KNM Processs Equipnt Inc. - Produits, offres, nouvelles


KNM news


The petrochemical giant spent $1 billion on its latest venture, adding a third world-scale polyethylene reactor to its Polyethylene 1 (PE1) plant.

For the company, the expansion establishes its credentials as a cutting-edge polyethylene producer in a competitive international field. Production will be boosted by 40 per cent to 3.5 billion pounds of polyethylene a year.

For Alberta and, specifically Central Alberta, Nova Chemical’s polyethylene ambitions have provided a much-appreciated economic windfall.

Forty to 60 per cent of the project’s capital costs stayed in Alberta.

Primary contractor Ledcor alone, spent about $160 million in salaries.

More than $30 million was spent locally on concrete, building supplies, equipment rentals, electrical and concrete accessories, fuel and site services. The 280-tonne reactor, that forms the heart of the expansion was manufactured by Tofield’s KNM Process Group Inc.

“It was really good to see pieces of equipment like that built right in Alberta,” says Joffre site leader Rick Van Hemmen.

“There’s been a lot of focus locally as well in terms of what was spent local this project,” Van Hemmen says.

About 35 per cent of Ledcor’s workforce, on average, was sourced locally.

About two million person hours of labour — the equivalent of a year’s worth of full-time work for 1,000 people — went into construction.

It has taken more than three years to get to the commissioning stage. A workforce that peaked at 800 has strung enough wiring to reach the Montana border. There is enough piping to reach Innisfail.

When the plant is up and running about 60 full-time jobs will be created, roughly split between Nova and contractors.

Final systems testing is now underway and the first production batches of tiny white polyethylene pellets will be spit out next month.

Over the next few months, production will be gradually ramped up to its target one billion pounds per year through next year.

Pellets produced will be loaded onto railcars and transported to markets across North America. Percentages vary, but typically 60 to 80 per cent of the polyethylene remains in North America. Of that, 10 to 20 per cent stays in Canada. The rest is sold internationally, mostly to Asia.

A major advantage of the expansion is an improvement in efficiency at plant level.

“What this gives us an opportunity to do now that we have three reactors is to dedicate each featured reactor to a smaller selection of our product slate. (That) allows all of our processes to run a little more efficiently as a result.”

Working in Nova’s favour on the business side, is that it’s polyethylene plant is among the first new builds coming on to the market, beating out a number of other competitors.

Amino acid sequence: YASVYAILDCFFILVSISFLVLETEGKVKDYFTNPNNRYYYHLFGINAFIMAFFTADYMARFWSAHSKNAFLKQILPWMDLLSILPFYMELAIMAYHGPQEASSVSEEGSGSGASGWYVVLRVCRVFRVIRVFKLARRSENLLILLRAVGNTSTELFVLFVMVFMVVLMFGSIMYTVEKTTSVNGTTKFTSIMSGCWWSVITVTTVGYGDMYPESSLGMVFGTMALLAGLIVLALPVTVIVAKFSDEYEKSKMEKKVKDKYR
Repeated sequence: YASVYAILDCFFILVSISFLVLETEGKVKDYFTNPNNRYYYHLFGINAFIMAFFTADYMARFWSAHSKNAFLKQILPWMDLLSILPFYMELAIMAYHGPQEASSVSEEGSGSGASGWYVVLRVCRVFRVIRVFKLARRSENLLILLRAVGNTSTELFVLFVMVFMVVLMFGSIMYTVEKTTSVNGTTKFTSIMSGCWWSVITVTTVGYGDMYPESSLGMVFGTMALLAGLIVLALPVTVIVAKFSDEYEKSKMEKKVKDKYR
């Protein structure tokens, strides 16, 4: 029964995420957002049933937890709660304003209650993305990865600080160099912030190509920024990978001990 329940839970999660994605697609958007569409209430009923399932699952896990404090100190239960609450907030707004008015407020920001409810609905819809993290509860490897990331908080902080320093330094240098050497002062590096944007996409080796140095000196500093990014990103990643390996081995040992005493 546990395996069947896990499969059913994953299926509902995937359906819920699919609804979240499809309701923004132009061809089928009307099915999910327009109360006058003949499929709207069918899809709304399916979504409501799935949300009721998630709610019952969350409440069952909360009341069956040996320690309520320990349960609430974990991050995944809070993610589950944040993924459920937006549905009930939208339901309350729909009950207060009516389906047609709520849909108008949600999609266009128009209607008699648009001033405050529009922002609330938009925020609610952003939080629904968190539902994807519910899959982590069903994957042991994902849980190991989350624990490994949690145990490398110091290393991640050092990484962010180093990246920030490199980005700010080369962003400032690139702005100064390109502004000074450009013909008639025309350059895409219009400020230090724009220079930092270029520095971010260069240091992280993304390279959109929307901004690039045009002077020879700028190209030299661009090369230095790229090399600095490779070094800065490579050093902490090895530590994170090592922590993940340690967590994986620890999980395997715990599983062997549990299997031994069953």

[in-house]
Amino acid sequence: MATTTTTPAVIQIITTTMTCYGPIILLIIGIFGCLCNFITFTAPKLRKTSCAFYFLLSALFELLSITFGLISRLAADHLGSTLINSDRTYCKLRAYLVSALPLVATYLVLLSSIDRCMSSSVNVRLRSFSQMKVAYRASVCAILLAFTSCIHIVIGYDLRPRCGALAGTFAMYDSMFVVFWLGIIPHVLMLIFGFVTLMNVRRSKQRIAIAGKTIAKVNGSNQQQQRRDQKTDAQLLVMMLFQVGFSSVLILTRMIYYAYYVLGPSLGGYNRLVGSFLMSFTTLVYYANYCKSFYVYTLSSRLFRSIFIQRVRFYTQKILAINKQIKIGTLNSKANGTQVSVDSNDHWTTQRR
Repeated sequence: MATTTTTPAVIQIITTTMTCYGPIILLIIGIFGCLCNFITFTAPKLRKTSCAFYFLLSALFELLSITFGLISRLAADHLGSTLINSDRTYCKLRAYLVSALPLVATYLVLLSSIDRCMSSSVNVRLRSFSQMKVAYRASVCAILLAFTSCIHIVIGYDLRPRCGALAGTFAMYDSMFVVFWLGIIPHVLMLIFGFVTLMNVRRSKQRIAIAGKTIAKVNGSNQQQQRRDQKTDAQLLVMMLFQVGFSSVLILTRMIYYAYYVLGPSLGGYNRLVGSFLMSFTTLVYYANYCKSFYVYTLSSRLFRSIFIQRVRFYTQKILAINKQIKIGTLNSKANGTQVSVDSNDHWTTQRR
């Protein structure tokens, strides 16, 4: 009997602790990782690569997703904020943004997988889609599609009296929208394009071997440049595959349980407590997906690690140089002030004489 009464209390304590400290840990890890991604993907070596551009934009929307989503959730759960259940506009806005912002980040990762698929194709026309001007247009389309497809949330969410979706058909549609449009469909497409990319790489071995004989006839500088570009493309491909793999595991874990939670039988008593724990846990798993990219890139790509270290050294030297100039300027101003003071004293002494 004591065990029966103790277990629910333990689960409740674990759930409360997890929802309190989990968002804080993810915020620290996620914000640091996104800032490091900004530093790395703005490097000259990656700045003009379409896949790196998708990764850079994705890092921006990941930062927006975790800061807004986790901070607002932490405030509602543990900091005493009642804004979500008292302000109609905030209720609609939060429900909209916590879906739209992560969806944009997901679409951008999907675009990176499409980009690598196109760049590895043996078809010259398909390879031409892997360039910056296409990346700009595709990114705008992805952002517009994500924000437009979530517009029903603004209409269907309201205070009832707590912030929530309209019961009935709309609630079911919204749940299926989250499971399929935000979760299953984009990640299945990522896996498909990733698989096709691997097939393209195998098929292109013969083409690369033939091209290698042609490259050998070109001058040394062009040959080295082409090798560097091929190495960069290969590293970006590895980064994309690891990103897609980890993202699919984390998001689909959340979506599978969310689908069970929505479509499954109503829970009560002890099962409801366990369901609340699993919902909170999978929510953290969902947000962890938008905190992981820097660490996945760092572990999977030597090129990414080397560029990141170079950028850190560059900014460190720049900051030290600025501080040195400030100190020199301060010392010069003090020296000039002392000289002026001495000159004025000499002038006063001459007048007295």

“That will be very helpful for us in positioning the product in places where we can get the most (profit) margin. But there are a number of other projects in North America (especially around the U.S. Gulf Coast) that will come on line in the next two to three years.

“We’re happy to be near the front end of this curve.”

Interesting economics have been created by the current energy market, where both oil and natural gas prices are at close to rock bottom.

Nova Chemical’s processes are powered by massive amounts of natural gas, so low prices in that feedstock is helpful.

Low oil prices are the opposite. Polyethylene pricing is based on the margins of higher-cost producers who use oil as a feedstock.

“When crude price is down, product prices in the petrochemical industry tend to be down. All that means is that our margins are smaller.”

“But because gas prices are still quite a bit lower than oil price in terms of petrochemical feedstock we still have healthy margins for our business right now.”

The polethylene expansion will boost greenhouse gas emissions — in Nova’s case carbon dioxide, methane and nitrous oxide — by about two per cent. But improved technology and facility optimization means emissions per pound of product will be sliced by eight per cent.

Also ongoing is a $250-million furnace refurbishment project is in progress for E-2, one of two ethylene reactors on site. Five of nine furnaces will be upgraded at that time.

Once that done, a phase 2 project to upgrade the remaining furnaces will be considered.

A major maintenance turnaround project at PE1 is scheduled for next fall.

Those are just the big projects to boost growth and improve production. Nova spends in the neighbourhood of $100 million a year reliability, responsible care and production improvements.

The 900-acre Joffre site also includes an Innovene linear alpha olefins (which can be used in polyethtylene among other applications) operation and a co-generation plant.